Phoebe47 Tue 22-Jan-13 13:57:02

And as regards traveller children the ones that attended the school I worked in were lovely and the parents were too. A couple of the boys could be a bit challenging but so were some of the non traveller children. Certainly would rather my children shared a school with them than going to a school that does not keep children safe - where were the staff when the child was assaulted?

Lavenderhoney Tue 22-Jan-13 14:04:43

It's irrelevant the school is shut. Phones still work and so does email. Op, You can call all the agencies and contacts advised by more experienced posters. And email the school what you have done. Plus move her to another school. Any school is better than the one she is at. It's hardly a " naice" environment is it?

Personally I wouldnt leave it up to the school to manage it. It's too serious to be swept under the carpet.

If the op does nothing then she too IMO is enabling assault on her dd. by do nothing I mean moan at the head then sit and wait for someone else to protect her dd.

snowybrrr Tue 22-Jan-13 14:55:35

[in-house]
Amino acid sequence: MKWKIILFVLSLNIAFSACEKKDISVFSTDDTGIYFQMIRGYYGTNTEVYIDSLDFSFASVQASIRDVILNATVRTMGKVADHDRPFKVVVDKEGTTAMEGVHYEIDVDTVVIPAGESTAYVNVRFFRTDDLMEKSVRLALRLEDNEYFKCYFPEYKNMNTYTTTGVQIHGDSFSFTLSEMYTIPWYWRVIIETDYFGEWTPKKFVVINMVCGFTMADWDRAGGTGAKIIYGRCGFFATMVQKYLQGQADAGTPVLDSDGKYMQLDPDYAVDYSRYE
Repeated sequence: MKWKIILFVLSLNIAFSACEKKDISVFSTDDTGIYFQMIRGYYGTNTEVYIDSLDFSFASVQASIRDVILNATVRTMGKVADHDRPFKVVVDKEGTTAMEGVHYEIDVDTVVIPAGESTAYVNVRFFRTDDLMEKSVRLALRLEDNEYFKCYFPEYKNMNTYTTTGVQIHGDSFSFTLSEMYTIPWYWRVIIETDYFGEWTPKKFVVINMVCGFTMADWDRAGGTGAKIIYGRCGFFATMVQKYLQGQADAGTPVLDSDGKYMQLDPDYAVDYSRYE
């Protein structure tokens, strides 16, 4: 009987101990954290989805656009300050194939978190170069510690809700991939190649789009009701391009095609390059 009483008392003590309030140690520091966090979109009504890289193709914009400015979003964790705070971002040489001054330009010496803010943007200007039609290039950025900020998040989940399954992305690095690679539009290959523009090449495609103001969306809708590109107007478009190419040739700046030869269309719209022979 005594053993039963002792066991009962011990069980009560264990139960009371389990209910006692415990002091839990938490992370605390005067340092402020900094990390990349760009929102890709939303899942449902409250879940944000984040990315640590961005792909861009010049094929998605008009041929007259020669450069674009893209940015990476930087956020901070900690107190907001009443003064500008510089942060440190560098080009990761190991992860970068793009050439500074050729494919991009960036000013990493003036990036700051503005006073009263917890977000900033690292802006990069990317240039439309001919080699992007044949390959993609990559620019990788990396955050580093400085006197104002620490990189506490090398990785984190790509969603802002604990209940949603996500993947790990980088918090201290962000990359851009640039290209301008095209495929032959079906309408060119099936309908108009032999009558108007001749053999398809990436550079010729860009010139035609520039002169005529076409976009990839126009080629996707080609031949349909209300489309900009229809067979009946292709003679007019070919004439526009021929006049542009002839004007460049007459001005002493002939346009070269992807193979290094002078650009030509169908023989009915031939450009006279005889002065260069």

Of course it's not irrelevant.
They will have to interview the boys involved and any witnesses to find out what actually happened.

piggywigwig Tue 22-Jan-13 16:05:38

I have to admit that when we first discovered what had happened to DD who was 3 at the time our reaction kept veering from shock to kept changing by the hour...the processing of information takes time when you consider all the issues. At the beginning you do wonder if it's an over reaction on your part because it seems SO unbelieveable....this kind of thing happens to other people.....not you.

Perhaps the OP is struggling to get her head around what has happened...?

Having gone through something similar as I've already posted ^ I know what you mean. It's very easy to think you know what you'd do, if it ever happened to you...but when it actually does happen to you, you get thrown completely off balance...for ages, believe me. Unless it's happened to you, you can't ever know how it's going to effect you or your child, or the course of action you choose to take in whatever time-frame